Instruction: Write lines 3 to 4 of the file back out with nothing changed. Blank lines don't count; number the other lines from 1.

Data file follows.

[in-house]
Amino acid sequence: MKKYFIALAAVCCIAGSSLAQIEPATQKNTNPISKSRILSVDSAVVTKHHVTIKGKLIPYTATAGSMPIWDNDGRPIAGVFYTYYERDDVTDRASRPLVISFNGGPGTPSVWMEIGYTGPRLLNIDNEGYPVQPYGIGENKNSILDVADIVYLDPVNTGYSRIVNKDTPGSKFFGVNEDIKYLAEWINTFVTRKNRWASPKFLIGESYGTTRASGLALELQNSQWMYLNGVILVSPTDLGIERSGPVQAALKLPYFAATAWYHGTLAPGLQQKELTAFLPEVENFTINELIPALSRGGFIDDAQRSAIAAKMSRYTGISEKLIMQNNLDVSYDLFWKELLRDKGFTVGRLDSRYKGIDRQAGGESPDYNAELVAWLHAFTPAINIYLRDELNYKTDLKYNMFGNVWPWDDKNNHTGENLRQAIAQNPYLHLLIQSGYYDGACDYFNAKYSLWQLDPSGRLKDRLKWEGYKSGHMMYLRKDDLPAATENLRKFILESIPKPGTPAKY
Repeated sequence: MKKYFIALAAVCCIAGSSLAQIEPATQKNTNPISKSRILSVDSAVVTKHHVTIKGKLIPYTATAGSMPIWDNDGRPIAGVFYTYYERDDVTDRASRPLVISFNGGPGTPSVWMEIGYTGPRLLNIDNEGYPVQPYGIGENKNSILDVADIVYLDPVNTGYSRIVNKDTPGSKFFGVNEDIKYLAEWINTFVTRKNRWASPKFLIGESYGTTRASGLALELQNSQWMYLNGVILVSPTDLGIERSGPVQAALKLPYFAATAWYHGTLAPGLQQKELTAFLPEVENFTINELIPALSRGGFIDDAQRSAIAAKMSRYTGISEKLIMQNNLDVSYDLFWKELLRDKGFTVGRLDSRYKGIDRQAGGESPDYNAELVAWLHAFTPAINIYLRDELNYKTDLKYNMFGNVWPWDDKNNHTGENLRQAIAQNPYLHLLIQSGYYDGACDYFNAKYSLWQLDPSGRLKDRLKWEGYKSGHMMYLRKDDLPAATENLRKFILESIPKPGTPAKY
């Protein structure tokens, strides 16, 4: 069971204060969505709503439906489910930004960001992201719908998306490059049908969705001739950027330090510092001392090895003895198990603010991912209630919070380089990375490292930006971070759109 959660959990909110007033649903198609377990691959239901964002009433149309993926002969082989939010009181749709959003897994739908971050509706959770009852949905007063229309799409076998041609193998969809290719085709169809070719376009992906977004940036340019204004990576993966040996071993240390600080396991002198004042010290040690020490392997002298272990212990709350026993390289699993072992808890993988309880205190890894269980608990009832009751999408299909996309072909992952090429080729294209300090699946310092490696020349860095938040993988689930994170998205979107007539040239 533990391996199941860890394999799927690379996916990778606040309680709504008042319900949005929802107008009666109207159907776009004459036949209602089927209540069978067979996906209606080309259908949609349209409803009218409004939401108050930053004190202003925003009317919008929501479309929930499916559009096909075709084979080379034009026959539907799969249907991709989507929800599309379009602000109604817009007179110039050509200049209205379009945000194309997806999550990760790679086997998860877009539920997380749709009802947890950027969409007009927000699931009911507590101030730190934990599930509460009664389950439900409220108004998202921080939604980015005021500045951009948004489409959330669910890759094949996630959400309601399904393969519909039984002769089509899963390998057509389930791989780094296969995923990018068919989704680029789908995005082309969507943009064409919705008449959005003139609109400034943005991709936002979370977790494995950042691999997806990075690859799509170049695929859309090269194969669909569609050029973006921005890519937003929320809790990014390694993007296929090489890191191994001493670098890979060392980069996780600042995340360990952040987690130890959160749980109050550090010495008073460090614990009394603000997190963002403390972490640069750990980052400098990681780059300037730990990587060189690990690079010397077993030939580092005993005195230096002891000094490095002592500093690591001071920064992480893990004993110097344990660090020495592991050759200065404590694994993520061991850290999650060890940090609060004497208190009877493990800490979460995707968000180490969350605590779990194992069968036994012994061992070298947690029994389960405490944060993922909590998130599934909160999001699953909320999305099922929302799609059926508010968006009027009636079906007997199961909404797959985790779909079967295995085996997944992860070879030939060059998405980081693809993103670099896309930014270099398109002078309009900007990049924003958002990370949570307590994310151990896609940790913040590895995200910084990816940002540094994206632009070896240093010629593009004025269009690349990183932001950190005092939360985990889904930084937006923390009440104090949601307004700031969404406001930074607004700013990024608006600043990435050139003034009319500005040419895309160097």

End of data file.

Repeated sequence: MKKYFIALAAVCCIAGSSLAQIEPATQKNTNPISKSRILSVDSAVVTKHHVTIKGKLIPYTATAGSMPIWDNDGRPIAGVFYTYYERDDVTDRASRPLVISFNGGPGTPSVWMEIGYTGPRLLNIDNEGYPVQPYGIGENKNSILDVADIVYLDPVNTGYSRIVNKDTPGSKFFGVNEDIKYLAEWINTFVTRKNRWASPKFLIGESYGTTRASGLALELQNSQWMYLNGVILVSPTDLGIERSGPVQAALKLPYFAATAWYHGTLAPGLQQKELTAFLPEVENFTINELIPALSRGGFIDDAQRSAIAAKMSRYTGISEKLIMQNNLDVSYDLFWKELLRDKGFTVGRLDSRYKGIDRQAGGESPDYNAELVAWLHAFTPAINIYLRDELNYKTDLKYNMFGNVWPWDDKNNHTGENLRQAIAQNPYLHLLIQSGYYDGACDYFNAKYSLWQLDPSGRLKDRLKWEGYKSGHMMYLRKDDLPAATENLRKFILESIPKPGTPAKY
């Protein structure tokens, strides 16, 4: 069971204060969505709503439906489910930004960001992201719908998306490059049908969705001739950027330090510092001392090895003895198990603010991912209630919070380089990375490292930006971070759109 959660959990909110007033649903198609377990691959239901964002009433149309993926002969082989939010009181749709959003897994739908971050509706959770009852949905007063229309799409076998041609193998969809290719085709169809070719376009992906977004940036340019204004990576993966040996071993240390600080396991002198004042010290040690020490392997002298272990212990709350026993390289699993072992808890993988309880205190890894269980608990009832009751999408299909996309072909992952090429080729294209300090699946310092490696020349860095938040993988689930994170998205979107007539040239 533990391996199941860890394999799927690379996916990778606040309680709504008042319900949005929802107008009666109207159907776009004459036949209602089927209540069978067979996906209606080309259908949609349209409803009218409004939401108050930053004190202003925003009317919008929501479309929930499916559009096909075709084979080379034009026959539907799969249907991709989507929800599309379009602000109604817009007179110039050509200049209205379009945000194309997806999550990760790679086997998860877009539920997380749709009802947890950027969409007009927000699931009911507590101030730190934990599930509460009664389950439900409220108004998202921080939604980015005021500045951009948004489409959330669910890759094949996630959400309601399904393969519909039984002769089509899963390998057509389930791989780094296969995923990018068919989704680029789908995005082309969507943009064409919705008449959005003139609109400034943005991709936002979370977790494995950042691999997806990075690859799509170049695929859309090269194969669909569609050029973006921005890519937003929320809790990014390694993007296929090489890191191994001493670098890979060392980069996780600042995340360990952040987690130890959160749980109050550090010495008073460090614990009394603000997190963002403390972490640069750990980052400098990681780059300037730990990587060189690990690079010397077993030939580092005993005195230096002891000094490095002592500093690591001071920064992480893990004993110097344990660090020495592991050759200065404590694994993520061991850290999650060890940090609060004497208190009877493990800490979460995707968000180490969350605590779990194992069968036994012994061992070298947690029994389960405490944060993922909590998130599934909160999001699953909320999305099922929302799609059926508010968006009027009636079906007997199961909404797959985790779909079967295995085996997944992860070879030939060059998405980081693809993103670099896309930014270099398109002078309009900007990049924003958002990370949570307590994310151990896609940790913040590895995200910084990816940002540094994206632009070896240093010629593009004025269009690349990183932001950190005092939360985990889904930084937006923390009440104090949601307004700031969404406001930074607004700013990024608006600043990435050139003034009319500005040419895309160097």